3God comes fromTeman, the Holy One from MountParan.SelahHis splendor covers the heavens, and the earth is full of His praise.4His brilliance is like light;rays are flashing from His hand. This is where His power is hidden.5Plague goes before Him, and pestilence follows in His steps.6He stands and shakes the earth; He looks and startles the nations. The age-old mountains break apart; the ancient hills sink down. His pathways are ancient.
7I see the tents ofCushanin distress; the tent curtains of the land of Midian tremble.8Are You angry at the rivers,Lord? Is Your wrath against the rivers? Or is Your rage against the sea when You ride on Your horses, Your victorious chariot?9You took the sheath from Your bow; the arrows are ready to be used with an oath.SelahYou split the earth with rivers.10The mountains see You and shudder; a downpour of water sweeps by. The deep roars with its voice and lifts its waves high.
11Sun and moon stand still in their lofty residence, at the flash of Your flying arrows, at the brightness of Your shining spear.12You march across the earth with indignation; You trample down the nations in wrath.13You come out to save Your people, to save Your anointed. You crush the leader of the house of the wicked and strip him from footto neck.Selah14You pierce his head with his own spears; his warriors storm out to scatter us, gloating as if ready to secretly devour the weak.15You tread the sea with Your horses, stirring up the great waters.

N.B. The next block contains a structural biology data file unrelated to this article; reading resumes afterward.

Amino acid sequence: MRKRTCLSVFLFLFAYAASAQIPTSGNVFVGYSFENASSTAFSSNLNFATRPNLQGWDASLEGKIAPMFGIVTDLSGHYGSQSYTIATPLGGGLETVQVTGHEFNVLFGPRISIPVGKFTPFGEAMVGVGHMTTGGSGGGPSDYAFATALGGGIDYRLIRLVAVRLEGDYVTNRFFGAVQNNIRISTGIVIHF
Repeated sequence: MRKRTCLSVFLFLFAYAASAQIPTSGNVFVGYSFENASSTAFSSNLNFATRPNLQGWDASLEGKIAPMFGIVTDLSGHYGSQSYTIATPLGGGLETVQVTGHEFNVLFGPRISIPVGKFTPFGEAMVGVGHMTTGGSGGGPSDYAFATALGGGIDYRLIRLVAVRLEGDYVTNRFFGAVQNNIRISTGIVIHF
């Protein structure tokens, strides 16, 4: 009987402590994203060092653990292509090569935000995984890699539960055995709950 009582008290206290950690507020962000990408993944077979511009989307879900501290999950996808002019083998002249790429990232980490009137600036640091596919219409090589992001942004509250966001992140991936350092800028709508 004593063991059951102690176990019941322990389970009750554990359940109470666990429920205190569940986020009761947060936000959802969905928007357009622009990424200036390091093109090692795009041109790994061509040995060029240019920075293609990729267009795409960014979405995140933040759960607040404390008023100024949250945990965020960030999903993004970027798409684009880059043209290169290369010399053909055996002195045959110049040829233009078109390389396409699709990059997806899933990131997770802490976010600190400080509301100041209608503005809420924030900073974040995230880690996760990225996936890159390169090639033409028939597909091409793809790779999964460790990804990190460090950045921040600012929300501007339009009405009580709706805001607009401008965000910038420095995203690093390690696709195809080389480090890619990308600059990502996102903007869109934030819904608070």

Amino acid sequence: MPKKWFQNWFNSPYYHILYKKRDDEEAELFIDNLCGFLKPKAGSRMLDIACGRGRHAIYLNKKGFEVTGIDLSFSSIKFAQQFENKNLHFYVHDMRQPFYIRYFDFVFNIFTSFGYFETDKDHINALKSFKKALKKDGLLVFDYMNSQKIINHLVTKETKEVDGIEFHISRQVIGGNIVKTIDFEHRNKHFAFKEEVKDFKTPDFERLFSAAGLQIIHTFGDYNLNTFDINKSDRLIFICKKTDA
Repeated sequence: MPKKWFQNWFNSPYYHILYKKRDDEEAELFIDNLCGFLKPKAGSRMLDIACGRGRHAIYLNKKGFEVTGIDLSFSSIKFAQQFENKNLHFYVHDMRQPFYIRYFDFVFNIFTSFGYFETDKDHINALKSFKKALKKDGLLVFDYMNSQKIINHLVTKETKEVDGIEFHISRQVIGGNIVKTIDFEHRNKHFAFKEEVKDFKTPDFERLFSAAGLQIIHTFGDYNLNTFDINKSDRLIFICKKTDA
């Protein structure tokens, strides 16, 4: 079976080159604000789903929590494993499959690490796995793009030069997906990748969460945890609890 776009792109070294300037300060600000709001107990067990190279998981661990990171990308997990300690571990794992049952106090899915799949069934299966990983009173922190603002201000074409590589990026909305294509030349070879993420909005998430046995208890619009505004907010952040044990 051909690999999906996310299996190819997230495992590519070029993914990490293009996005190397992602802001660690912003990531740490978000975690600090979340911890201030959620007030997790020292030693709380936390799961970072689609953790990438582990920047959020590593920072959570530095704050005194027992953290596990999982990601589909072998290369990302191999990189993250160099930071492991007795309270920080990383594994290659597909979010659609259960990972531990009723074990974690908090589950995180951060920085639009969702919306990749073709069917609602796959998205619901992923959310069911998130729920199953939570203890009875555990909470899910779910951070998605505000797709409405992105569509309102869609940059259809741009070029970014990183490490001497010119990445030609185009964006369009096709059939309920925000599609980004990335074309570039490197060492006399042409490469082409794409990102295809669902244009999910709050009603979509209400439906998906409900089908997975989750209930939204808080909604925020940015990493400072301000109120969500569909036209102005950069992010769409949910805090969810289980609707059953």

Habakkuk’s Confidence in God Expressed (3:16-19)For the choir director: on stringed instruments.
16I heard, and I trembled within; my lips quivered at the sound. Rottenness entered my bones; I trembled where I stood. Now I must quietly wait for the day of distress to come against the people invading us.17Though the fig tree does not bud and there is no fruit on the vines, though the olive crop fails and the fields produce no food, though there are no sheep in the pen and no cattle in the stalls,18yet I will triumph in Yahweh; I will rejoice in the God of my salvation!19Yahweh my Lord is my strength; He makes my feet like those of a deer and enables me to walk on mountain heights!
Main Event – December 4thRead Zephaniah – December 11th& 18thDecember 25th– Only one service – No Sunday School